The cofounder of Android is quitting his VC gig to launch a mysterious new education project inside Google

Rich minerGVRich Miner

Android cofounder Rich Miner is stepping down as a general partner at Alphabet’s investing arm to launch a mysterious new education project inside Google.

Miner, who has worked with GV for seven years and built its east coast investment team, will remain involved in the fund as a venture partner while focusing most of his time on his new initiative.

As a father, he’s been thinking about doing something in the education space for two years, he tells Fortune’s Dan Primack.

“I first thought about this as a startup, but then talked to Larry [Page] and… pitched Sundar [Pichai] who said, ‘Let’s do it,'” he said.

Google already has several education efforts, like Classroom, its suite of tools for teachers built on its apps like Docs and Forms, and Expeditions, for virtual reality “field trips.”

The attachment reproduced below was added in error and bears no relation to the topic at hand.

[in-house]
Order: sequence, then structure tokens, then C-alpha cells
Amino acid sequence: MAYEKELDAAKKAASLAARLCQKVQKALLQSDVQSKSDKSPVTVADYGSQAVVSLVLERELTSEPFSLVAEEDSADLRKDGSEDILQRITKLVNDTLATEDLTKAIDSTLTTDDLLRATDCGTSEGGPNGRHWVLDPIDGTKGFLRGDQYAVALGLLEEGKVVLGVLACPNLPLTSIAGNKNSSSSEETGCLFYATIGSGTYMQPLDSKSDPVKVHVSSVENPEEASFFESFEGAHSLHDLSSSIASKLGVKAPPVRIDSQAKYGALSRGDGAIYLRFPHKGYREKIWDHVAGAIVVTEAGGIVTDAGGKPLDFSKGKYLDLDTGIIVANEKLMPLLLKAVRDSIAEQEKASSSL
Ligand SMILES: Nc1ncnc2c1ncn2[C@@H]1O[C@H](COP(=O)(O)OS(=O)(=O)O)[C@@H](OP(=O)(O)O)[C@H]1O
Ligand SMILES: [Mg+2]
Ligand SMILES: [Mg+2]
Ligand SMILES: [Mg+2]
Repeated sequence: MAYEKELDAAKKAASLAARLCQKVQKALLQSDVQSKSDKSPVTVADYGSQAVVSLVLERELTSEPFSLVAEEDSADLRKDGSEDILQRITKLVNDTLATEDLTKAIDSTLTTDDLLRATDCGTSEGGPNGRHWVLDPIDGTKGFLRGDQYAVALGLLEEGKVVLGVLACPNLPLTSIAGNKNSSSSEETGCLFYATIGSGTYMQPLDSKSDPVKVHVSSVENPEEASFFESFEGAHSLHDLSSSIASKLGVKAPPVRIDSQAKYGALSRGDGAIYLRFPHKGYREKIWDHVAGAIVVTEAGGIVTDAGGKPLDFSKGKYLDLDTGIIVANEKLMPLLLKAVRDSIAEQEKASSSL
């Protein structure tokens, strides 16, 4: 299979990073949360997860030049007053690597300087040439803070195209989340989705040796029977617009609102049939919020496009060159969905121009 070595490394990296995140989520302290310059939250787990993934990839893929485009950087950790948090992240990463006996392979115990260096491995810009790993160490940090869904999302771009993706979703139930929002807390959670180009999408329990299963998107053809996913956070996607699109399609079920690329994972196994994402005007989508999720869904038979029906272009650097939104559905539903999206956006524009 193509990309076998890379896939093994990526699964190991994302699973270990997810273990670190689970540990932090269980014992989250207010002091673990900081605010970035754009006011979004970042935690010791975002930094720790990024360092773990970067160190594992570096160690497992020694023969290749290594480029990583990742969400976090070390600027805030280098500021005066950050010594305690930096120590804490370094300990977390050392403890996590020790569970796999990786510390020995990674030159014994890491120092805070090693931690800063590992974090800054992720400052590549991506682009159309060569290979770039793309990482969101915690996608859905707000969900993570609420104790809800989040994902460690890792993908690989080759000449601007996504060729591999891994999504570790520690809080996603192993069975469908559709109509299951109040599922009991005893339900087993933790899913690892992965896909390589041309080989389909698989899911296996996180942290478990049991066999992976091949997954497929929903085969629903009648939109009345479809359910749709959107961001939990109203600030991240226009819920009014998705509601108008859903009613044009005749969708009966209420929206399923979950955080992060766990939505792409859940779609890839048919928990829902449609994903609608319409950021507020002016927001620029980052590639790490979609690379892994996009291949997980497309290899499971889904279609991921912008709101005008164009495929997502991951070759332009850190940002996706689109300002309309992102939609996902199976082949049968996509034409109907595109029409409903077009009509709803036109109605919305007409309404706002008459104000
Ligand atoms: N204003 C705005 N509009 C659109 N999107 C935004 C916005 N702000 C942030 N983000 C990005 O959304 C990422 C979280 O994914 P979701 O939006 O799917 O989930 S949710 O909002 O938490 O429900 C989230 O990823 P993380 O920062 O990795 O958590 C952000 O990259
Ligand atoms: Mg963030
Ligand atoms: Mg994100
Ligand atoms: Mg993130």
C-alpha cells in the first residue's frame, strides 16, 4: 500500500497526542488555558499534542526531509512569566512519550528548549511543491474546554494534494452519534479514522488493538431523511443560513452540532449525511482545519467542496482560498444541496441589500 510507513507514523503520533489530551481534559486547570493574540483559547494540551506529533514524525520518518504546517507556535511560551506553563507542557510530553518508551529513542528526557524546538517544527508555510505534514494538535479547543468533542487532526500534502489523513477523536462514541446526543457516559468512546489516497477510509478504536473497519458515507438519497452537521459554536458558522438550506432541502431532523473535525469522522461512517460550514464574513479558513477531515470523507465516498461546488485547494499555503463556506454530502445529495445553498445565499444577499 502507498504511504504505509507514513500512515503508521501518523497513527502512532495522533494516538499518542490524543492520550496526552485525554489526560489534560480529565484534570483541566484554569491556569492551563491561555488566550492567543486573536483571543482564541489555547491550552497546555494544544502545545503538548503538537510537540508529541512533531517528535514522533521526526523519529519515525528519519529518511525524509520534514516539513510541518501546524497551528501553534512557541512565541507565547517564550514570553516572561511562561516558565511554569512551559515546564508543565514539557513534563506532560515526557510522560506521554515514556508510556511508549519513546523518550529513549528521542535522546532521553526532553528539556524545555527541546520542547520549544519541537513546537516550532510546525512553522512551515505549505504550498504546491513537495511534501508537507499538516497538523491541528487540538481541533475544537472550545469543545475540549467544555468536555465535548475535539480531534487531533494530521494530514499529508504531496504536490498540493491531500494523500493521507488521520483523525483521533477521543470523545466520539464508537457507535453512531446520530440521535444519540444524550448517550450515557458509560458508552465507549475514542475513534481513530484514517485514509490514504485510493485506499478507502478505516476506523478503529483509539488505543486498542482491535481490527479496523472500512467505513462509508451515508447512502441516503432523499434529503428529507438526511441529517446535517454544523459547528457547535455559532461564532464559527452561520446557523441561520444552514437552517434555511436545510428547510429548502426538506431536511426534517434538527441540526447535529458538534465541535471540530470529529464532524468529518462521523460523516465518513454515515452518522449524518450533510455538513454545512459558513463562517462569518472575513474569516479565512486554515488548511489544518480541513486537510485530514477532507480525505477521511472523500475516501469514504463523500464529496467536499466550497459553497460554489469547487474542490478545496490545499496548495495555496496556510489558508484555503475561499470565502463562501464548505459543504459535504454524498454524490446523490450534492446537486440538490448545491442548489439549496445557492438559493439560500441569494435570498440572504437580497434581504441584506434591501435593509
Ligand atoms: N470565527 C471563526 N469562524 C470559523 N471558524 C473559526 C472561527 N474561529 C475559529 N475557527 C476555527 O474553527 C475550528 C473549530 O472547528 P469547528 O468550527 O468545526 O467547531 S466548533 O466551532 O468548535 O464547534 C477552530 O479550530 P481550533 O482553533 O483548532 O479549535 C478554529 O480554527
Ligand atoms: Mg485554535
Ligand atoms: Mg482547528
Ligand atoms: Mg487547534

Miner won’t be leading all of Google’s initiatives and says that even he’s not sure what his new special project will look like. He compares it to the early days of Android, which he cofounded with Andy Rubin in 2003, and Wildfire, the communications startup he worked at before that. When Google bought Android in 2005, he spent several years leading its development.

“Just like Android took us our years to get the first device out and I helped create WildFire 25 years ago as a voice-based personal assistant, which is just now starting to happen,” he tells Primack. “This vision is another big idea, but it will take time.”

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